Ex-PM Kevin Rudd will face the home insulation royal commission this week amid revelations his minister Peter Garrett warned him about safety risks.

Former prime minister Kevin Rudd is fronting a royal commission this week to answer questions about Labor’s home insulation debacle and whether he heeded warnings from a cabinet colleague.

The environment minister in charge of the disaster, Peter Garrett, is also being grilled about his role in the $2.8 billion stimulus scheme linked to four deaths and 224 house fires.

While the former Midnight Oil frontman was demoted in 2010, it has since emerged that he wrote a series of letters to Mr Rudd warning of safety risks in the scheme.

It’s unclear whether the letters will be shown at the inquiry as commonwealth lawyers may seek to have them withheld.

The letters have been provided by the coalition government, which threatened, in opposition, to give them to a royal commission.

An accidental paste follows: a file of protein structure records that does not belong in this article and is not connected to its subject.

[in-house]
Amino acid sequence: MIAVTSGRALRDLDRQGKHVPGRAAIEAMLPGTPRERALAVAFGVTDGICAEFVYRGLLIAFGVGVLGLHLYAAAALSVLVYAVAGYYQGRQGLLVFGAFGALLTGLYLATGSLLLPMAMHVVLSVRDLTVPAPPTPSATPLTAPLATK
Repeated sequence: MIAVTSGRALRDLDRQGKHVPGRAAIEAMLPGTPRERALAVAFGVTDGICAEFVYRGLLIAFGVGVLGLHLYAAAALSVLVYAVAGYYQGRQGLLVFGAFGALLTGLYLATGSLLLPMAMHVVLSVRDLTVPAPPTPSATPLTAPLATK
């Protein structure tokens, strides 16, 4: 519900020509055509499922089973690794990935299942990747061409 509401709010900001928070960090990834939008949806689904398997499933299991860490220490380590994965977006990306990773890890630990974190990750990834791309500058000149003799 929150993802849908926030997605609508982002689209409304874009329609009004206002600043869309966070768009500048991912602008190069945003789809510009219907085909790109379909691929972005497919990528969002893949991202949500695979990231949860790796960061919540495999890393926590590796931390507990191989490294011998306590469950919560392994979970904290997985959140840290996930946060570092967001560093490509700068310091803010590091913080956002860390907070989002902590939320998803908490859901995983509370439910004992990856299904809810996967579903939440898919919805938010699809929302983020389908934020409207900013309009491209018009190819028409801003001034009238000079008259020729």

Labor says the $20 million inquiry is a political witch-hunt, but the government argues the public deserves to know how four men died.

Queenslanders Matthew Fuller, Rueben Barnes and Mitchell Sweeney, and Marcus Wilson from NSW, lost their lives installing insulation.

Their relatives have waited more than four years for Mr Rudd and Mr Garrett to publicly detail their roles in the disaster.

The inquiry has heard from 49 witnesses so far, but few have admitted personal responsibility.

Public servants have told the royal commission of being put under extreme pressure to roll out the scheme by July 1, 2009.

Two senior bureaucrats said they were given just two days to assess and cost it, while another said Mr Rudd’s “horrendous” timeline denied their department adequate time to consider safety risks.

A state coroner has already found the scheme’s rushed rollout was a significant factor in the three Queensland deaths.

Mr Garrett will appear at the commission on Tuesday and Mr Rudd will follow on Wednesday.

Former senator Mark Arbib, who co-ordinated Labor’s stimulus programs, will give evidence on Monday, while former Labor frontbencher Greg Combet, who oversaw the scheme’s closure, will appear on Friday.

Mr Fuller’s father, Kevin, and Mr Barnes’s sister, Sunny, are expected to address the inquiry on Thursday.